"Splunk basically takes machine data and we make it usable, valuable and accessible for everyone. The way that plays in DevOps is - we need to make data-driven decisions to delivering applications," explained Andi Mann, Chief Technology Advocate at Splunk and @DevOpsSummit Conference Chair, in this SYS-CON.tv interview at @DevOpsSummit at 19th Cloud Expo, held November 1-3, 2016, at the Santa Clara Convention Center in Santa Clara, CA.
"Logz.io is a log analytics platform. We offer the ELK stack, which is the most common log analytics platform in the world. We offer it as a cloud service," explained Tomer Levy, co-founder and CEO of Logz.io, in this SYS-CON.tv interview at DevOps Summit, held November 3-5, 2015, at the Santa Clara Convention Center in Santa Clara, CA.
Adding public cloud resources to an existing application can be a daunting process. The tools that you currently use to manage the software and hardware outside the cloud aren’t always the best tools to efficiently grow into the cloud. All of the major configuration management tools have cloud orchestration plugins that can be leveraged, but there are also cloud-native tools that can dramatically improve the efficiency of managing your application lifecycle. In his session at 18th Cloud Expo, ...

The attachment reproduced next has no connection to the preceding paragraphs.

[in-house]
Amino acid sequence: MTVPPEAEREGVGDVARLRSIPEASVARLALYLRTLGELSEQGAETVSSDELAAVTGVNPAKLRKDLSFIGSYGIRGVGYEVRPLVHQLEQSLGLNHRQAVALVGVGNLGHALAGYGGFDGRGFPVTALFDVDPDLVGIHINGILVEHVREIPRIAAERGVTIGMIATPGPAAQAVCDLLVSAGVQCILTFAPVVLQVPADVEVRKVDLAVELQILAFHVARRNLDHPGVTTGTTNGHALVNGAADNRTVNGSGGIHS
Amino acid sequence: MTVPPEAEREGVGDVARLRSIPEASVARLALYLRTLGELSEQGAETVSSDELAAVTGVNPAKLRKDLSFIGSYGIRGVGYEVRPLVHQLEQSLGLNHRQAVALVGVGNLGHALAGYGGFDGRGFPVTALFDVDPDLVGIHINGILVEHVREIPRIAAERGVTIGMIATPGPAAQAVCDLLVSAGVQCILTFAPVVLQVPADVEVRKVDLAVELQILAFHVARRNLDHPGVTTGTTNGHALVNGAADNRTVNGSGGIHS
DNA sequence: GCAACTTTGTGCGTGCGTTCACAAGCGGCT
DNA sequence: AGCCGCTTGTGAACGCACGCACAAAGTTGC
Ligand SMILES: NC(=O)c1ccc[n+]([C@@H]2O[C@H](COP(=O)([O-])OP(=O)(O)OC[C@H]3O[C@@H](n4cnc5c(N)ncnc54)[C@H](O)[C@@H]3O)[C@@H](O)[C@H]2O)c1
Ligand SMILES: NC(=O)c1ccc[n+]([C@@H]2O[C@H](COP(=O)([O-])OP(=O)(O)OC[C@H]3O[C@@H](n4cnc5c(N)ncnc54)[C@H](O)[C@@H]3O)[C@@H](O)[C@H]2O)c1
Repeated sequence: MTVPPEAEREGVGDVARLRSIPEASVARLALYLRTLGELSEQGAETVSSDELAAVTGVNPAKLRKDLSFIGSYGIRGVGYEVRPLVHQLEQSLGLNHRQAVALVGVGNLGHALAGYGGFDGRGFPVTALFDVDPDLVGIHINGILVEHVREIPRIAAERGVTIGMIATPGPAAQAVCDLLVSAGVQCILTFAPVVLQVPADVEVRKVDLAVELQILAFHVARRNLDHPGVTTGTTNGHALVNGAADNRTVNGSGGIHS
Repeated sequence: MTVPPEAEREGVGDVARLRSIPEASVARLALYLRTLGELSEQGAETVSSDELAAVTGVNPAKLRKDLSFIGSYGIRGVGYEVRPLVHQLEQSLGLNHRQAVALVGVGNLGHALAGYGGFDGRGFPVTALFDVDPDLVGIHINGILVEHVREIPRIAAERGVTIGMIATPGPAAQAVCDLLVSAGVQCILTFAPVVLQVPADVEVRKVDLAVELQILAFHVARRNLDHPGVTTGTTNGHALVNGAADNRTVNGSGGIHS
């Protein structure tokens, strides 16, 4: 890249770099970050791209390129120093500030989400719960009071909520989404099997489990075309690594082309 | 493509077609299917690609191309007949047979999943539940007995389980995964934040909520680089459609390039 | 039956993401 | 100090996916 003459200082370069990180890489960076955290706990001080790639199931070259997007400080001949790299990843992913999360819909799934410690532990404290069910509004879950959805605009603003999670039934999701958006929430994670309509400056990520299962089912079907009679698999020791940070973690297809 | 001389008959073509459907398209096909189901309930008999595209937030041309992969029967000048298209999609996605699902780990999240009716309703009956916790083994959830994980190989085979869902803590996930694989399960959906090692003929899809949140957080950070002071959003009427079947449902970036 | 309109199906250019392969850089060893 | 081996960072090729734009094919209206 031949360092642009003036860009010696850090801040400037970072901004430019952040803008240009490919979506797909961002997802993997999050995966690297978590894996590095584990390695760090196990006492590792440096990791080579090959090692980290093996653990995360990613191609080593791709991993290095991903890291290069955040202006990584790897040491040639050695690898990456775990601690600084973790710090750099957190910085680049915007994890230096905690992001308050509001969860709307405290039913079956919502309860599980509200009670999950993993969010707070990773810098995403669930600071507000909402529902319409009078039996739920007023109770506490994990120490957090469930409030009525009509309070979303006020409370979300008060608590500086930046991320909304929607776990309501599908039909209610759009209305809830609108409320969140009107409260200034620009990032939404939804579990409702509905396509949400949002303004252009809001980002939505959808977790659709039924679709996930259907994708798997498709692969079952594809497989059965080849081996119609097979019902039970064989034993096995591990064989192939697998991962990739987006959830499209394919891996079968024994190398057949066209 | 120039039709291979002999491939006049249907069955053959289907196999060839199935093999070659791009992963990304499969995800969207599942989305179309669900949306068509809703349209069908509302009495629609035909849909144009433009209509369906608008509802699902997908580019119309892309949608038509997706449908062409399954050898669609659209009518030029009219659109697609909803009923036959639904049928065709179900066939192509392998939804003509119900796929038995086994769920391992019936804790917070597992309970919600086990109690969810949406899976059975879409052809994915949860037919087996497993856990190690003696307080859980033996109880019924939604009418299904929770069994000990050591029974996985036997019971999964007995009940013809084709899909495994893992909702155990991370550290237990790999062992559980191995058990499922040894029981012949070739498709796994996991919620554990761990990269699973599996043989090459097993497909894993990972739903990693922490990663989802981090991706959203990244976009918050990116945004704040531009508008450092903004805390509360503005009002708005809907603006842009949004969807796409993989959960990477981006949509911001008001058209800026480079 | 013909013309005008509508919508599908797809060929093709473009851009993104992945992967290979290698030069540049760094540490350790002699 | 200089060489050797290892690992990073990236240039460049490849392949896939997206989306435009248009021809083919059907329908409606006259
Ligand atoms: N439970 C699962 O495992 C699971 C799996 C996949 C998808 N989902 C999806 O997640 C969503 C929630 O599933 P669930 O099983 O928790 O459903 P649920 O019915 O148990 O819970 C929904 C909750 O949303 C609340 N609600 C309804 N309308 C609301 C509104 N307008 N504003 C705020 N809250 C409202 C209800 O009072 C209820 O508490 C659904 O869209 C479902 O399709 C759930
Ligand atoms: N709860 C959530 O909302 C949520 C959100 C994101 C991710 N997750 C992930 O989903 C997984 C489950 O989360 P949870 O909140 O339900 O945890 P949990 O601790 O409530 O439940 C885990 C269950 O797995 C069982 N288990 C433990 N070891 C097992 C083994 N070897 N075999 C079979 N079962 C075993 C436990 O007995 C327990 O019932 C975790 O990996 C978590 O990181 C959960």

In his session at @DevOpsSummit at 19th Cloud Expo, Robert Doyle, lead architect at eCube Systems, will examine the issues and need for an agile infrastructure and show the advantages of capturing developer knowledge in an exportable file for migration into production. He will introduce the use of NXTmonitor, a next-generation DevOps tool that captures application environments, dependencies and start/stop procedures in a portable configuration file with an easy-to-use GUI. In addition to captur...
"ReadyTalk is an audio and web video conferencing provider. We've really come to embrace WebRTC as the platform for our future of technology," explained Dan Cunningham, CTO of ReadyTalk, in this SYS-CON.tv interview at WebRTC Summit at 19th Cloud Expo, held November 1-3, 2016, at the Santa Clara Convention Center in Santa Clara, CA.